I haven’t yet seen the Barbie movie — I’ll wait until theaters are a lot less crowded — but all the talk about it has brought up a lot of nostalgia for me and what Barbie meant to me when I was growing up.
I get irked by the people who talk about Barbie dolls as being bad for girls because it falls into some of the same traps of faux feminism as those who complain about romance novels. There’s the “not like other girls” thing in which anything considered traditionally feminine is “bad.” If other girls like it, it’s frowned upon. And there’s the “unrealistic expectations” thing that infantilizes women and girls, treating us like we’re too dumb to know that romance novels or a doll with a ridiculous figure might be pure fantasy.
I don’t remember ever wanting or expecting to have Barbie’s figure. I wanted her wardrobe and her life — the life I gave her when I was using her to explore possible ways of having an adult life.
I got my first Barbie for either my 5th or 6th birthday. That must have been before they started branding heavily in pink because there was no pink in my first Barbie and her accessories. That first doll was a Malibu Barbie who came wearing a blue one-piece swimsuit. At the same time, I also got her car, which was a yellow Corvette, and a pop-up camper (a trailer that unfolded to be a tent), which was also mostly yellow. Later, I got a horse. Somewhere along the way, I got a Malibu Ken. My Barbie spent a lot of time camping and horseback riding. Sometimes, she acted out musicals while I played the cast album or my Disney story and songs albums.
Barbie’s wardrobe grew so that she had more options than that swimsuit. My mom made some clothes for her, including a wedding dress made from scraps from her wedding dress. Barbie clothes also made for an easy gift. A Barbie outfit was the go-to birthday party gift at that time. As I got older, I made a lot of Barbie clothes, myself. I had fun designing things based on some simple patterns I had.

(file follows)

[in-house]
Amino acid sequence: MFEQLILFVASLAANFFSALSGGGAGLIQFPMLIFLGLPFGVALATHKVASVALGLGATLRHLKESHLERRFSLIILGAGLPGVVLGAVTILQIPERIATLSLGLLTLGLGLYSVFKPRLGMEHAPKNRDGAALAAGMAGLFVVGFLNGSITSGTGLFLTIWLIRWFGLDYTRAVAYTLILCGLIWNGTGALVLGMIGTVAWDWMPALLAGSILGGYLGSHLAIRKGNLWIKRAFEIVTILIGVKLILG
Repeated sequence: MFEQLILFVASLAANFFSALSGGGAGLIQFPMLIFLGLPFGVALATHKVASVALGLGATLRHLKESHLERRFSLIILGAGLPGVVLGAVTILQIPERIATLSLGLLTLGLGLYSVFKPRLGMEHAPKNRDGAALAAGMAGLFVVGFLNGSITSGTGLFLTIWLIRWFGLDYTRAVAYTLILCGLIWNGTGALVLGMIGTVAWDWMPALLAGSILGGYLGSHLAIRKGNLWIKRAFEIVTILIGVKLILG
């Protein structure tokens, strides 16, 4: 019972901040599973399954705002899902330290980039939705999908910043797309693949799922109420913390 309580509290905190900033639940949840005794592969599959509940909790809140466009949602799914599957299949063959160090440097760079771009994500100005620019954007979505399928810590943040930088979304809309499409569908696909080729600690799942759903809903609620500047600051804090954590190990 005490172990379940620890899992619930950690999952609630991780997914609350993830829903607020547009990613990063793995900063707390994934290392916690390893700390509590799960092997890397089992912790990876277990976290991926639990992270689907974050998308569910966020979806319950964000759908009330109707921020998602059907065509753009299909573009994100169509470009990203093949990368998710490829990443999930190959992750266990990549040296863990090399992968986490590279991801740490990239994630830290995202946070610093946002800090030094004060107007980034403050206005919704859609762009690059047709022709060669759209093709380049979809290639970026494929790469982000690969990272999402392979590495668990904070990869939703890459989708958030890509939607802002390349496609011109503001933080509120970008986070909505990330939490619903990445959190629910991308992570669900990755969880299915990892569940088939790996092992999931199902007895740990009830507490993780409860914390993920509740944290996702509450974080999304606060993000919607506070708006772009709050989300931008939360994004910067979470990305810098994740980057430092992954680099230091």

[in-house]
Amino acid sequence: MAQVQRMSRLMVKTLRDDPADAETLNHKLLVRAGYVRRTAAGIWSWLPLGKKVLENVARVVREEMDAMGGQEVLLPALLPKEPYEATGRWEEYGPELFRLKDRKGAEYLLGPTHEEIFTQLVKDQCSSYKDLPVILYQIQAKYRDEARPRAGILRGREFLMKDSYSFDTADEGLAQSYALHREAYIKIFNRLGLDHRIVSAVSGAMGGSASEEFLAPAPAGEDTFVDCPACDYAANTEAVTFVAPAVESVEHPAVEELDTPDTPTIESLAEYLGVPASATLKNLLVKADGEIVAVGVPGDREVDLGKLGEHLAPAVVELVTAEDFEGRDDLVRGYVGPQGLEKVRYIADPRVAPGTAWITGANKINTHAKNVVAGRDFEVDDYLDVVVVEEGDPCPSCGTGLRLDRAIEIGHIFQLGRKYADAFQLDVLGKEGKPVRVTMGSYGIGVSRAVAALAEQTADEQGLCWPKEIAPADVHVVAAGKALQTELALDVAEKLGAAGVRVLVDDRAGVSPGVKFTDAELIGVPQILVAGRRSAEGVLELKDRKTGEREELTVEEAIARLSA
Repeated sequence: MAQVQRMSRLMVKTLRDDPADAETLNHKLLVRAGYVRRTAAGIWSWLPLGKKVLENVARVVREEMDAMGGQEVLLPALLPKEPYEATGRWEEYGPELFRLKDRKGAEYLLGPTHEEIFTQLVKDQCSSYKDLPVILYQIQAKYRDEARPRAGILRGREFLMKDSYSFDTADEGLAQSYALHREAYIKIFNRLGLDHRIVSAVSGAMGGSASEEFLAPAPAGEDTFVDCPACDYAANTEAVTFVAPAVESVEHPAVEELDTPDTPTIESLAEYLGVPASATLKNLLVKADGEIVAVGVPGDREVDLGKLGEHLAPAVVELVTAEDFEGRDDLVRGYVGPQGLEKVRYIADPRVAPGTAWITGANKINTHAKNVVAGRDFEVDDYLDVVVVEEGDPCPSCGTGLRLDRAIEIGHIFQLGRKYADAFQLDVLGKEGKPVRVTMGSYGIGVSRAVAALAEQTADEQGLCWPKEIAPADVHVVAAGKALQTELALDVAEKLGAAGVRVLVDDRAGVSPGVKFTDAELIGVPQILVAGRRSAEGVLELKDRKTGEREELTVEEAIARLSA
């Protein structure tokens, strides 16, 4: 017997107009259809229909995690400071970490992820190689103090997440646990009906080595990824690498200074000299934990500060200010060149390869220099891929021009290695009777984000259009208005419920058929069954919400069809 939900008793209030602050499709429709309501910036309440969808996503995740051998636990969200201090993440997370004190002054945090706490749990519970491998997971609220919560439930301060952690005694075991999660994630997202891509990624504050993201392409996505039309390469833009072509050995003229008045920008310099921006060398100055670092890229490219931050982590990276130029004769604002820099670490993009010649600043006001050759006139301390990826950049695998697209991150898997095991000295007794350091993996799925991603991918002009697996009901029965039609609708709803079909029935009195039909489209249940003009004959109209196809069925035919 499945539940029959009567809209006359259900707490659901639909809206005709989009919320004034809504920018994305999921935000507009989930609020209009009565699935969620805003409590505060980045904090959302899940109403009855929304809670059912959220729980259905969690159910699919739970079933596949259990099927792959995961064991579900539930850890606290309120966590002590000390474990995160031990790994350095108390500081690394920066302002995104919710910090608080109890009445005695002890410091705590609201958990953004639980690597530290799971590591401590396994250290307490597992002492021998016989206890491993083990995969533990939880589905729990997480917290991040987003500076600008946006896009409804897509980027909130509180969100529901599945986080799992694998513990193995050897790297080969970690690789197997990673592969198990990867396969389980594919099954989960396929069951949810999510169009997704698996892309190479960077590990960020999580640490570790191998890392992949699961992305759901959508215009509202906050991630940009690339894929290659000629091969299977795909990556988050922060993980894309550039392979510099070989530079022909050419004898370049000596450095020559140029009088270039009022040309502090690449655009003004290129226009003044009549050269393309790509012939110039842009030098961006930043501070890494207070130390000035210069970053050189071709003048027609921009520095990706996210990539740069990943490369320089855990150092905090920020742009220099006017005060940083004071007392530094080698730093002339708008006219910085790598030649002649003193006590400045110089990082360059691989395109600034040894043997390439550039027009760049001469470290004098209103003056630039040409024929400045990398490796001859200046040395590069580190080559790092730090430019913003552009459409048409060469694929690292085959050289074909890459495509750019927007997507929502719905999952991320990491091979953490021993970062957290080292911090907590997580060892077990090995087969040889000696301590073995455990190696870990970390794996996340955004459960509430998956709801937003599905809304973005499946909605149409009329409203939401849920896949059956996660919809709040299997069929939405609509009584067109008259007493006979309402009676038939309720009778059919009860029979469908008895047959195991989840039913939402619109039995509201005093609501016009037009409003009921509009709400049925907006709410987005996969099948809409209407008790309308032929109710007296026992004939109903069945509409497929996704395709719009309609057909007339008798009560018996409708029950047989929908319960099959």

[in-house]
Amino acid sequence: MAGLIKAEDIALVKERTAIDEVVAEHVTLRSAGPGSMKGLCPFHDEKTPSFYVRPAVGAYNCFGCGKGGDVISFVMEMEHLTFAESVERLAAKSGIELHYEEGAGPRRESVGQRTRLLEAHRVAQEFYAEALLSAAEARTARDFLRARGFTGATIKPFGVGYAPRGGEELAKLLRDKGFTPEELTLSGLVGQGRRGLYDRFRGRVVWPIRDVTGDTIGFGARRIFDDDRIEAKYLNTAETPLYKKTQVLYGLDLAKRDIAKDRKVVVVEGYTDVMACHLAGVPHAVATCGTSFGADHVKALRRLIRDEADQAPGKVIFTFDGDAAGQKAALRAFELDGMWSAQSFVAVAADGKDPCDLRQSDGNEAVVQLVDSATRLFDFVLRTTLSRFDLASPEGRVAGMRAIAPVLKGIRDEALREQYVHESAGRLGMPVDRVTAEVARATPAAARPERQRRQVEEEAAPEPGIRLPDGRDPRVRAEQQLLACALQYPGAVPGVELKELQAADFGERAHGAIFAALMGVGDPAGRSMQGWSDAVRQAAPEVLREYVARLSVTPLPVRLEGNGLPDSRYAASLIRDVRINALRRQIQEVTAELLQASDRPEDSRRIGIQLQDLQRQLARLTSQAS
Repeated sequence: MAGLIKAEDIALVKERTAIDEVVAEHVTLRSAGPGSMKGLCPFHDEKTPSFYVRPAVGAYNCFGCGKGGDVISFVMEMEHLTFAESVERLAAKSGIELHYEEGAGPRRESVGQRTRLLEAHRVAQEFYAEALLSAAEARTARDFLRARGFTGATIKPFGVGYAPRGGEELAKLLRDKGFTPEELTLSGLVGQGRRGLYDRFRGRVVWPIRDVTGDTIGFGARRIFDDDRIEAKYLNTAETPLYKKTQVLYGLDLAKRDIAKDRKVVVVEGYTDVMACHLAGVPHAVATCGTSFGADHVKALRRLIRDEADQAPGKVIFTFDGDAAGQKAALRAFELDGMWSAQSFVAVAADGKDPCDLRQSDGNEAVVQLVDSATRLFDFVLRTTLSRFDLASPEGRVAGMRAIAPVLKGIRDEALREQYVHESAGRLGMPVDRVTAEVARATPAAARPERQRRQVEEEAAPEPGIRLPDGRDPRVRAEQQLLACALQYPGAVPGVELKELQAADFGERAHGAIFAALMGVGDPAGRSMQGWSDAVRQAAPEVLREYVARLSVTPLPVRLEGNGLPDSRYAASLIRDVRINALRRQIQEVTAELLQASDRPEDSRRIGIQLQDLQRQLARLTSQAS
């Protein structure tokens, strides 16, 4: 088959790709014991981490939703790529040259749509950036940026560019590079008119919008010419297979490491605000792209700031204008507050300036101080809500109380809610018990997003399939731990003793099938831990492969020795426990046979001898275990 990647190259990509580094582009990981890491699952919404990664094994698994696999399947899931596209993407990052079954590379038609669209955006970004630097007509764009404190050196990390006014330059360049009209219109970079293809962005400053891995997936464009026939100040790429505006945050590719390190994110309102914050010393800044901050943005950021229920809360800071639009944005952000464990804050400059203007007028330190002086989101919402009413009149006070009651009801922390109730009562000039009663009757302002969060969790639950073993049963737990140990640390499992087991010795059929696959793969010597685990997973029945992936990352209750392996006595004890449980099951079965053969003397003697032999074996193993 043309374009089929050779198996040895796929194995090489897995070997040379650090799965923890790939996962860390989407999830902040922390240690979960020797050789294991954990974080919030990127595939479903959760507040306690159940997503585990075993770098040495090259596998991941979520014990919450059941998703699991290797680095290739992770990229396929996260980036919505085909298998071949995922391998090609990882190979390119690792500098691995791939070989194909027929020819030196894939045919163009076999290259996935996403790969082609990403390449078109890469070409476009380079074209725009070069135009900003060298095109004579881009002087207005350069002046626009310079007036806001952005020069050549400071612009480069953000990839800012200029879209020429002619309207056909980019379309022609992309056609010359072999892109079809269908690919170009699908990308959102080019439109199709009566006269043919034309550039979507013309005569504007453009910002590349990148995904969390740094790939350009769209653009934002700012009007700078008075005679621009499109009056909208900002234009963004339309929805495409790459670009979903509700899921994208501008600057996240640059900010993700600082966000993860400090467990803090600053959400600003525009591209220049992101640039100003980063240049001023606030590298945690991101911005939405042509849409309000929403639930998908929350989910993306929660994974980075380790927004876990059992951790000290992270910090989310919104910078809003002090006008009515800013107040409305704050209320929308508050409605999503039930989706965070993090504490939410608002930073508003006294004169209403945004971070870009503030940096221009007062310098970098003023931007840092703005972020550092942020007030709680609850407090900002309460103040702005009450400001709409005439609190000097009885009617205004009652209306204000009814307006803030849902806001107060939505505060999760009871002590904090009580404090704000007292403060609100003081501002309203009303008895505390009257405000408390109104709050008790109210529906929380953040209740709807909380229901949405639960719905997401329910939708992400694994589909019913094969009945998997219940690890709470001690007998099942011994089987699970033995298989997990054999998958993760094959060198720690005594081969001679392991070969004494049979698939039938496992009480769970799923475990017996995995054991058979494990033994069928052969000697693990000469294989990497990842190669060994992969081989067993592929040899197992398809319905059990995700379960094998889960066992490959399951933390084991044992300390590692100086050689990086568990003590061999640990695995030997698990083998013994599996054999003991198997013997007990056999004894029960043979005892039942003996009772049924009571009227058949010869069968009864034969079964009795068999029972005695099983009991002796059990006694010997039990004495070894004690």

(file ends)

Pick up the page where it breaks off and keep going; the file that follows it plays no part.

My Barbie collection grew when I was 7. I got the Dream House, and I got a “Francie” doll. I think she was a friend or cousin of Barbie’s, but she quickly became my favorite. The one I got was “quick curl” so she had hair that could be curled, which meant it was kind of stiff and wiry, a lot like my hair, and she was a brunette. She also had slightly flatter feet and wasn’t quite as boobalicious as Barbie. She quickly became my favorite and my “avatar,” while the actual Barbie tended to be the villain. Francie later had a “spa day” and returned as a Fashion Photo PJ after she started falling apart and got increasingly gross and I got a new doll to replace her. She was still brunette, but had some work done. Alas, the original Francie didn’t make it back from Germany when we moved.
The fun thing about Barbies was that this was something you could play by yourself or you could play with others. You could do parallel play, where you were both playing out your own thing near each other, or you could come up with a group story. Barbies were essentially a vehicle for roleplaying games and collaborative storytelling. Some of it was reality-based, with Barbie having whatever job I thought I wanted to have when I grew up, going on dates with Ken, and hanging out in her townhouse. Some of it was pure fantasy, with Barbie being a princess or witch. After Star Wars, the simple, high-necked wedding dress I had became Princess Leia’s white dress.
I did a lot of what they’re now calling jukebox musicals with my dolls. I’d make up stories around the songs on a record album and assign them to different dolls, then act out the story with the dolls (and many costume changes). I did a lot of remodeling on the Dream House. I didn’t like the printed backdrop that showed the rooms, which made no sense to me. Why would you essentially have a mural of your living room on your living room wall? So I got rid of the backdrop and put up something different. I made a fireplace and a balcony out of cardboard.
It struck me a few years ago that I’m essentially living the kind of life I often gave my Barbie dolls. I don’t have a Corvette, but I do have a car and I live in a townhouse (though with stairs instead of an elevator). I have a pretty big wardrobe, thanks to not really changing sizes in the past 30 years and being bad about not getting rid of things.
I think that playing with Barbies had a lot to do with me becoming a writer because it was a way I played with storytelling and being creative. That’s really what Barbies were all about: creativity. It was a way to make things up and explore, and if you think it was all about shopping, dating, and getting married, you’ve never watched girls play with Barbies.
I still have a couple of my dolls and the more sentimental pieces of clothing in my Barbie case that’s in my closet. Maybe I should use that for story brainstorming.